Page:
The Free Motion Quilting Project: Josh's Quilting Tip #3

Tuesday, November 12, 2013

Josh's Quilting Tip #3

Josh here for today's beginner tip!

Today I'll be talking about your positioning of the quilt block and the best angle for your stitching.

First thing, are you right or left handed? Leah is left-handed and I'm right-handed. Obviously, this makes a huge difference in the direction your stitching will go, but it may not necessarily be the way you initially think you should go. Leah recommended one direction for me, which after a minute or two of stitching clearly was not working, and then I tried a direction I thought would work, but this angle was not the right one either.

Only after experimenting with several fillers and directions did I find the right positioning. I also moved my hands wider apart on the block, which was critical in discovering the most comfortable angle for me.

This brings me to another point: I could not get fully comfortable stitching until I adjusted something on the machine. There was a screw about half an inch from the block surface which was perfectly placed to get in my way. My fingers are larger than Leah's, and the screw would jam down on the nail of my index finger any time I got too close.

free motion quilting | Leah Day

This became so distracting I was watching the screw more than my quilt block. As I'm totally new to machine sewing, or working with anything quite like it, I had no idea what would happen if the screw hit my finger. Would it damage the foot or the machine? Would it smash up my finger like a mantis shrimp? I did not want to find out.

Ultimately we loosened the screw so the flat side was parallel with my finger (as shown above), opposed to perpendicular. This gave me just enough space to feel comfortable getting closer to the foot.

To sum up today's tip, feeling comfortable around your machine is key to learning the best way to place your hand on the block and the most natural direction to move the block as you stitch. Try out several basic filler designs and repeat them until you're confident you've found the angle that's best for you. When you find it, you will know instantly. At least that was my experience.

Now let's go quilt!



  1. Really enjoying sharing your learning experiences with starting to quilt!

  2. This is a brilliant idea to show beginning free motion from a newby's view. It will be fun to see what new designs you can add to this!

  3. Ouch! I know that feeling very well, and have cursed my FMQ foot out many a time. How silly I never thought to turn the screw so it's laying flat!

  4. I'm finally learning that it's okay to play around! I was struggling with breaking thread for ages. It's so very frustrating to be working along and then SNAP, thread breaks. After rethreading the machine and the needle, to start again, but have the thread break just moments later.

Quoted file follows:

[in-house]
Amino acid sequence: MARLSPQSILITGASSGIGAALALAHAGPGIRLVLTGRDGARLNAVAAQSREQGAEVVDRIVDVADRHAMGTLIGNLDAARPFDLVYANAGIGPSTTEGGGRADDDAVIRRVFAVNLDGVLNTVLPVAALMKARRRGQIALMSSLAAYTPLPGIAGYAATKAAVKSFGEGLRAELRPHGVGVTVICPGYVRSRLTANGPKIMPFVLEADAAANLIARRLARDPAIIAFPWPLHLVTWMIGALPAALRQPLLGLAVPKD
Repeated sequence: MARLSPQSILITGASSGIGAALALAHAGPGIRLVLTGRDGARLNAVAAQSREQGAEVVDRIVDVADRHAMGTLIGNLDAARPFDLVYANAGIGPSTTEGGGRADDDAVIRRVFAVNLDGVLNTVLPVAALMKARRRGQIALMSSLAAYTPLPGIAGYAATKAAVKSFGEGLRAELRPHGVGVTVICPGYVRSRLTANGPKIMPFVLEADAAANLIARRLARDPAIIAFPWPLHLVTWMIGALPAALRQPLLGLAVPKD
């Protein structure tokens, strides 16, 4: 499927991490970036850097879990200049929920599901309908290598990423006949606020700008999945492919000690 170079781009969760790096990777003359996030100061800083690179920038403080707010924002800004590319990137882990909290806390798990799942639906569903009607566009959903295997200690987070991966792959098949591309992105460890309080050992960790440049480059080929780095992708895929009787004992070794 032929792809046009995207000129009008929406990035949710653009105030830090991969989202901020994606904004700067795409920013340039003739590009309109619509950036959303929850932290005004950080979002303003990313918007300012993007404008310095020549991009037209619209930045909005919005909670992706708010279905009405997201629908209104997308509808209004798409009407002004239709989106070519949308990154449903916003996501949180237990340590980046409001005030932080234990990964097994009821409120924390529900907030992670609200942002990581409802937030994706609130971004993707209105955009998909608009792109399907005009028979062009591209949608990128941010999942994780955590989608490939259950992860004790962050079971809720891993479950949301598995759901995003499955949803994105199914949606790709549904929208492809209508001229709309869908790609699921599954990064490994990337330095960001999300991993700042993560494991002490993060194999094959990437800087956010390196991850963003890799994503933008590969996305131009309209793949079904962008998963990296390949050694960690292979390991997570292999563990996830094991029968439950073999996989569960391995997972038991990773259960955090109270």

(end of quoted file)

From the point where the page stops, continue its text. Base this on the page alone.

I took Leah's advice and tried some polyester thread. WHAT A DIFFERENCE. I could finish the quilt without a further thread break. The quilting went from being frustrating to being fun. I can't wait to try more.
    All I can say is Thank You for suggesting we try out new things, for that simple change may be enough to make the process work for you.

  5. Josh and Leah, these tips are great, and trying to learn FMQ on a domestic (I am a longarmer) is a challenge to me. I used Josh's tip about marking my path, and what a huge huge help. Thanks!

  6. If you get hooked on quilting will you get your own machine? Sometimes it's hard to share when creativity strikes.

  7. That screw is the one that holds the needle in (or at least it looks like it is). I have had that thumb screw loosen enough so that the needle fell out while sewing, luckily nothing was damaged. You might look into trying to find a regular screw to replace it. You will need a screwdriver to replace the needle but it will be safer.

  8. As regards to paper piecing have always loved it but beware I took some on hols to do and lost my fabric I was halfway through a double wedding ring and it has never been finished I had done four foot but lost heart when I lost the fabric so it sits on the shelf one day I will figure out what to do with it. So beware never take something important away from home.
    Many thanks for your tutorials xx

  9. I agree with Christi's comment about the screw being for the needle and would hate to see you create machine problems with a slipped/broken needle. There are cylindrical screws that are available because I have one.

    thanks for your perspective on quilting.

  10. Love watching Josh learn FMQ. Even though I have been quilting for quite awhile following along on Josh's journey has helped me be easer on my self. Also thanks Leah love your easy attitude.

  11. I have felt that screw come down on my finger a few times - you're right it can be very distracting. I'm still open for other options since the head of my screw is completely round. Fortunately, it only happens occasionally. I suppose I will find a position with more practice that avoids that problem.

  12. Josh, you are very very good at expressing your hints. I love being taught by Leah but you are bringing hits, that she might have forgotten. Cool beans both of you. Thanks and I am converted to FMQ and just have to be patient with myself. Michele

  13. I have been really enjoying these posts. It is interesting to see how your tips differ from others that I have read. I think it is because you talk about your failures and your successes. Most people just talk about their successes.


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